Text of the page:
From here and here

enter image description here

A plastic cigarette lighter MAY use all Butane or even "longer chain" hydrocarbons and will be designed to work at low pressures. Also, because they are only used briefly they do not need to take account of the large heat energy required to vaporise a liquified gas continuously. Without some means of providing thermal input the temperature of the vaporiser will drop until the liquid will no longer vaporise.

At some intermediate temperature the liquid may only partially vaporise and the output may contain a mixture of gas plus liquid droplets. As the liquid droplets enter the air they will absorb ambient heat energy and expand and may change the air:gas mixture ratio and make the flame unstable. If this happens you probably need an improved way of adding heat energy to the vapouriser.

If I was doing this I would TRY heating the gas feed as near the outlet as possible, bearing in mind the safety concern mentioned below. One method for testing would be to use a towel soaked in hot water, and/or a water bath containing hot water.

If the vaporiser you have tried works with the liquified gas that it is intended for and not with your gas then your gas may be different in some manner. The most likely difference is probably the Propane / Butane ratio. You may have 100% Propane, or 100% Butane, of some mix.

If cylinders used with eg barbecues are user with a Propane / Butane mix and are regularly refilled before being empty, there is a tendency for Propane to be released preferentially and for Butane to form an increasing fraction of the bas output. The 'cure' for such Butane concentration is to fully drain tanks occasionally.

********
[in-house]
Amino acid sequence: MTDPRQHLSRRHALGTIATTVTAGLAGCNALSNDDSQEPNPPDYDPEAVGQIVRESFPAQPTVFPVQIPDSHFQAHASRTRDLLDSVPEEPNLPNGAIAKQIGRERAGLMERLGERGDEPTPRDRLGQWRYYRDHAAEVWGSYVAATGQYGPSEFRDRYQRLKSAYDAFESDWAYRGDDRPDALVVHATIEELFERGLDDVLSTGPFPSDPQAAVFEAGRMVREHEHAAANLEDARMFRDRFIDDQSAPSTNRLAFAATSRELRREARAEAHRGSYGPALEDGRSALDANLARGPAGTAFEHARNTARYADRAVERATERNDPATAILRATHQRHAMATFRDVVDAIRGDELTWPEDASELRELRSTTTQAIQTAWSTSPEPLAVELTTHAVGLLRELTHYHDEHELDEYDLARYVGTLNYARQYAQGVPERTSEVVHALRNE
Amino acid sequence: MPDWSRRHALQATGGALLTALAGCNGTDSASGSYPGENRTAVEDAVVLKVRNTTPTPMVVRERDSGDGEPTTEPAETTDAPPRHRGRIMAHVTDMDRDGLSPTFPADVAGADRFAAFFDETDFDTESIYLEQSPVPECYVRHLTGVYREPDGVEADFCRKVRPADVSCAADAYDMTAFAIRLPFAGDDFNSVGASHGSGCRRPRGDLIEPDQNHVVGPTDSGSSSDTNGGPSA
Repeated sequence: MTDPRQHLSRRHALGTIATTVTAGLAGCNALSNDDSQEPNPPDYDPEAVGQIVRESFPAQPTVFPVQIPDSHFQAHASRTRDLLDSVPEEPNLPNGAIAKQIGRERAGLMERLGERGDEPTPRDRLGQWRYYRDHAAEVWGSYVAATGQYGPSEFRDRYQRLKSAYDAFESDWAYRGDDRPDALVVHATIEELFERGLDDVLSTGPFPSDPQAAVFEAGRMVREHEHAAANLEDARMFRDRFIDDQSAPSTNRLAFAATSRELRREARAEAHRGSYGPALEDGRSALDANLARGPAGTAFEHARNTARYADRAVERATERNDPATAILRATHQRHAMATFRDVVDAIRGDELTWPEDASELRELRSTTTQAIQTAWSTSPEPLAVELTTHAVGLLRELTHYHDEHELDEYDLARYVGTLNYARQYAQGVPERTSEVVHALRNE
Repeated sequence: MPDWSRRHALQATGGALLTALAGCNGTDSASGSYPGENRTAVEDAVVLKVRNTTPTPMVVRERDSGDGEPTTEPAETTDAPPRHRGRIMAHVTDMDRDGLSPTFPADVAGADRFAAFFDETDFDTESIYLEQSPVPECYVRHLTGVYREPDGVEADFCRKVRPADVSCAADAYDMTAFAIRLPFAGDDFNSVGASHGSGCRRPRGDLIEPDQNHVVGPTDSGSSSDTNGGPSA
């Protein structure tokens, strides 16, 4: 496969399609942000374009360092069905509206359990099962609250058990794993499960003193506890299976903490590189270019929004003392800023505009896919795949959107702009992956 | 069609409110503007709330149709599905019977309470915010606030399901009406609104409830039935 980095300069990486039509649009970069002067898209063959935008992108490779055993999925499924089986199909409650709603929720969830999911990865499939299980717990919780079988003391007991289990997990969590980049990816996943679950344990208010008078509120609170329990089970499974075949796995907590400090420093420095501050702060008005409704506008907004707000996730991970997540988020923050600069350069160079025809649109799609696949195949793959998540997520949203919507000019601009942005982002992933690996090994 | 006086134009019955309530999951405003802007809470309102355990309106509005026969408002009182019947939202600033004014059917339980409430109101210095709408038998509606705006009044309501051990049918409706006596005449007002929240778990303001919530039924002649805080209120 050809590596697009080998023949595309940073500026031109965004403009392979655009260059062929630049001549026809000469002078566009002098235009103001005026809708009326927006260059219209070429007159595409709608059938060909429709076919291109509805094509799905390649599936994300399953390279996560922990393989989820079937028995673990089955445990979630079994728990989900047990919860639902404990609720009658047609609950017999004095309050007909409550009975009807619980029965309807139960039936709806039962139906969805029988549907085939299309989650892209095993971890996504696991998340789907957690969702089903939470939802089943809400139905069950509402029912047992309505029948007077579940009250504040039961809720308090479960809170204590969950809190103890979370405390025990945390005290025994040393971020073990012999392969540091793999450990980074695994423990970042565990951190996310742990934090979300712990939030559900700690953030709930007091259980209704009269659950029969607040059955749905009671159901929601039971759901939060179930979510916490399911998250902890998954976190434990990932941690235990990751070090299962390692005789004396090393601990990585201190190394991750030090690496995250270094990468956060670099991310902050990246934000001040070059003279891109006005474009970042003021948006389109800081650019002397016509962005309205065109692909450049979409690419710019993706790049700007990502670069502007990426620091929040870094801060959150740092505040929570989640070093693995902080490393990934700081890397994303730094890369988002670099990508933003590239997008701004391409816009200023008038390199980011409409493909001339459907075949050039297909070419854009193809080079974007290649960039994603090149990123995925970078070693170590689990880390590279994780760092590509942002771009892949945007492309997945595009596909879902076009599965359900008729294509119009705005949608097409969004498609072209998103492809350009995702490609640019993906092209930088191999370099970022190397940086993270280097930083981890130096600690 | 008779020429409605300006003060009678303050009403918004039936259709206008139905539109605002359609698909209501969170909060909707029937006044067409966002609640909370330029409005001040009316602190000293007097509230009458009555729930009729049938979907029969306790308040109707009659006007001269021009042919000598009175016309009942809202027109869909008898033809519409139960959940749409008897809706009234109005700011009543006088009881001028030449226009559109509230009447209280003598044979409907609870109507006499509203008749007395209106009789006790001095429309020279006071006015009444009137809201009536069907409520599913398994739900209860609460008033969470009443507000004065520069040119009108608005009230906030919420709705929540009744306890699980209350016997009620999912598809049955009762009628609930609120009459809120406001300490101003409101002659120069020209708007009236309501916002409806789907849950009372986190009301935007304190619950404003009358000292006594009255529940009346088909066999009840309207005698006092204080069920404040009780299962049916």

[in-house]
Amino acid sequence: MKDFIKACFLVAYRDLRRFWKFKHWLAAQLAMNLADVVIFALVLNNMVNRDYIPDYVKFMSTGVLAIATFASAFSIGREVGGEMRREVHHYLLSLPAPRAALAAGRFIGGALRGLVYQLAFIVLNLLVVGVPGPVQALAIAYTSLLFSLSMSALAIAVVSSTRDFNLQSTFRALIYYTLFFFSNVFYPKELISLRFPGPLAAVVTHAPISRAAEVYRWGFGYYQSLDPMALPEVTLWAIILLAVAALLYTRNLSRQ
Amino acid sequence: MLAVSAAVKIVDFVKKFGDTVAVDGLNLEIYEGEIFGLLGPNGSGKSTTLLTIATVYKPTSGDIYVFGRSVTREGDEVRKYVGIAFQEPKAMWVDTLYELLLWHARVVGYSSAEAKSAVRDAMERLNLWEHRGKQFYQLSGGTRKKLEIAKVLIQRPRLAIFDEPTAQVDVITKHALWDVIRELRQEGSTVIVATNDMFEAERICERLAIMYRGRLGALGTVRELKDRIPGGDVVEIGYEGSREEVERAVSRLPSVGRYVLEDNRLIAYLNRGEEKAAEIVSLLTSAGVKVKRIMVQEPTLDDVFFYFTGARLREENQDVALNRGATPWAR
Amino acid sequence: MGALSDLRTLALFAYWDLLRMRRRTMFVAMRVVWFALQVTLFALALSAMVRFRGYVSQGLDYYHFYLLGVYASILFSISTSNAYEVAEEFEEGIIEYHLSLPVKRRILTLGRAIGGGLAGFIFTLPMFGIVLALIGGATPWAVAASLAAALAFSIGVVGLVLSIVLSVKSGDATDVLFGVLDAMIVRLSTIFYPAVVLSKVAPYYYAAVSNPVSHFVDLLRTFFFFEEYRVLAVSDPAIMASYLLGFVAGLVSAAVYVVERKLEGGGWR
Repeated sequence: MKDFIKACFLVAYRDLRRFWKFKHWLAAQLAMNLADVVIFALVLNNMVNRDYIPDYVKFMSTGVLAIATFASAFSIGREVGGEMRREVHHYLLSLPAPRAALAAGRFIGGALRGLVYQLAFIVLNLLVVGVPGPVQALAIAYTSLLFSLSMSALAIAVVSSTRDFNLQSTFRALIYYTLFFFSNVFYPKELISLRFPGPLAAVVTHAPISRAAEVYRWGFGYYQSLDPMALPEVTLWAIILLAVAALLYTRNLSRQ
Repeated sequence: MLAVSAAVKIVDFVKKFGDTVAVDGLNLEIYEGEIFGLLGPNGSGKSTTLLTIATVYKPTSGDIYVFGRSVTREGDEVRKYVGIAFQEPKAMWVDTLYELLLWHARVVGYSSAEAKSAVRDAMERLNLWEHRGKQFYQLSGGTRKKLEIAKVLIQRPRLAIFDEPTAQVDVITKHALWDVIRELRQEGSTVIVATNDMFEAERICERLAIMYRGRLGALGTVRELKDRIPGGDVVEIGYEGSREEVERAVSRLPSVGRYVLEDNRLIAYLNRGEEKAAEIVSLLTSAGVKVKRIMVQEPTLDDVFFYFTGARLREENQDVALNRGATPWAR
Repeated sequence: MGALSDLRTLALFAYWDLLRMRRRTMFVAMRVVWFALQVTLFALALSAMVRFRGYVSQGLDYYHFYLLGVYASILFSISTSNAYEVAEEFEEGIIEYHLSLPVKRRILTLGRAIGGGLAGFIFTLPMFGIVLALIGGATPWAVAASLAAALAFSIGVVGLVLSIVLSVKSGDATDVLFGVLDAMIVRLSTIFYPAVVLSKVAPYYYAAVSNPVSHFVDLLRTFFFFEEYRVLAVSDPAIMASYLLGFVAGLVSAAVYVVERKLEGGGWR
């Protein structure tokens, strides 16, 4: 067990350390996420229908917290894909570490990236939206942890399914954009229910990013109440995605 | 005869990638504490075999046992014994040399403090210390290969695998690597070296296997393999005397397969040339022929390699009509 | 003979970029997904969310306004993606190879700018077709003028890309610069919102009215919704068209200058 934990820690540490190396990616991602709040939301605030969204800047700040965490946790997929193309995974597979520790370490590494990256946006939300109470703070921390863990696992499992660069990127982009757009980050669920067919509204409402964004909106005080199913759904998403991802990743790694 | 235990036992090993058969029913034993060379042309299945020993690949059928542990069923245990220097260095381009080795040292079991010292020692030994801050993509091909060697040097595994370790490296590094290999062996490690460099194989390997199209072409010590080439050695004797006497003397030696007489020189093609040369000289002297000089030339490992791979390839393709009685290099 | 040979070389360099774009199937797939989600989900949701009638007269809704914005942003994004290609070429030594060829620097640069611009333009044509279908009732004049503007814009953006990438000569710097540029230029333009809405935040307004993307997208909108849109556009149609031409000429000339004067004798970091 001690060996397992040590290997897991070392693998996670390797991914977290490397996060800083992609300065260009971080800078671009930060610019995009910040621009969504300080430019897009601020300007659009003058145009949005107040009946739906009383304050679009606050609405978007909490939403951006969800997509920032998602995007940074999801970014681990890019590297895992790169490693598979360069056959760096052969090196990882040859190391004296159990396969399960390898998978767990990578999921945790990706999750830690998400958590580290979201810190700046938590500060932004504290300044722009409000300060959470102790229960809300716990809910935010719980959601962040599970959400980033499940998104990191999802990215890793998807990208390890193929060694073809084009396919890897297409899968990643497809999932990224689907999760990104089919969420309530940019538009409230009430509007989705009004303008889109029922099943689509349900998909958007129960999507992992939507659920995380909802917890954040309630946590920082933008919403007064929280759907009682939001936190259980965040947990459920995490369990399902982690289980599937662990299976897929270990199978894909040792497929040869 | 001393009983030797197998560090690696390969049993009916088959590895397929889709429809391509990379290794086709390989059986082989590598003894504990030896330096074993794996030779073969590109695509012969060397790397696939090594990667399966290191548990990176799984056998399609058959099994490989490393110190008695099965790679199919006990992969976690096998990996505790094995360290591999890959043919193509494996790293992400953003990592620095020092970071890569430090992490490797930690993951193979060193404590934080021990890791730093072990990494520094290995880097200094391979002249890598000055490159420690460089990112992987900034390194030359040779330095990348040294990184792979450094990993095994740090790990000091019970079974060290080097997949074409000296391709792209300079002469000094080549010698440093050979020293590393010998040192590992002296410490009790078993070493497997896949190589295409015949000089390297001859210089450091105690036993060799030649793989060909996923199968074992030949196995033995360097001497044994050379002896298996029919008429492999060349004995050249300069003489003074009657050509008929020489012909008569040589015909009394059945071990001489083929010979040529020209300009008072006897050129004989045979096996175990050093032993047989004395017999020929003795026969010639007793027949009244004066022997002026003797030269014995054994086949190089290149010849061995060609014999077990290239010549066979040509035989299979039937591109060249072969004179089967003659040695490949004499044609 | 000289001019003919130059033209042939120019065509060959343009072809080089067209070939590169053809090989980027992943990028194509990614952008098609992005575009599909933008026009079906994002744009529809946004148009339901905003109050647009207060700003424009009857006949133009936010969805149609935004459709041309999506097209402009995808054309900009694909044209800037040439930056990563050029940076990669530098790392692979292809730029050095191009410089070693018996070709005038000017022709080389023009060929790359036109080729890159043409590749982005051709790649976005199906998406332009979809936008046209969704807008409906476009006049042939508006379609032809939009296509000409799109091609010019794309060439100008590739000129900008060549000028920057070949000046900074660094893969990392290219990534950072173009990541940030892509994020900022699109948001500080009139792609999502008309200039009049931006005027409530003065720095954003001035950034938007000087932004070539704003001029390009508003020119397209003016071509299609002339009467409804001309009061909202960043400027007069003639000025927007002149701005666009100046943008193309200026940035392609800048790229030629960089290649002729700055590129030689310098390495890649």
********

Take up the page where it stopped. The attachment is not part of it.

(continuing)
WARNING: Note that 'playing with' a gas generator that you do not understand well is potentially dangerous and possibly even life threatening. People have died from unexpected release and subsequent ignition of quite small quantities of butane. (A friend of a friend of mine died from gas release from a small disposable butane gas cylinder that he thought was empty.)

Propane has the potential to be even more dangerous due to the higher potential pressures. Propane has a MUCH higher vapor pressure than Butane.
At room temperatures Propane pressure is about 500% of that for Butane.

At temperatures you may experience on a really hot day Propane pressures WILL be more than 10 x Butane pressure at room temperatures.

You say your gas is at 4 or 5 Bar pressure. If you put it in another container it MUST still be at the same pressure. If you put it somewhere hotter pressure could double. If you make a big "lighter" it will be even weaker than a small lighter BUT pressures will be much higher.


Propane / Butane & mixtures - pressure versus temperature.

enter image description here


The reason you can't find an answer on the internet is that no one wants to accept liability for your injury, death or that of others. Yes, it can be done but that creates other problems as well. LPG tanks use NGT (National gas thread) and common plugs use NPT (National plumbing thread). While it is possible to interchange them they are not exactly the same. A propane bottle in the sun can develop pressure as high as 300 psi, want to take a chance? The other problem would be getting someone to fill it. If they see that it has been modified we are back to the acceptance of liability issue. The best solution is to just stick with the correct bottle for your purpose, use the correct regulator, (low pressure regulator for camp stoves and such). Stay safe!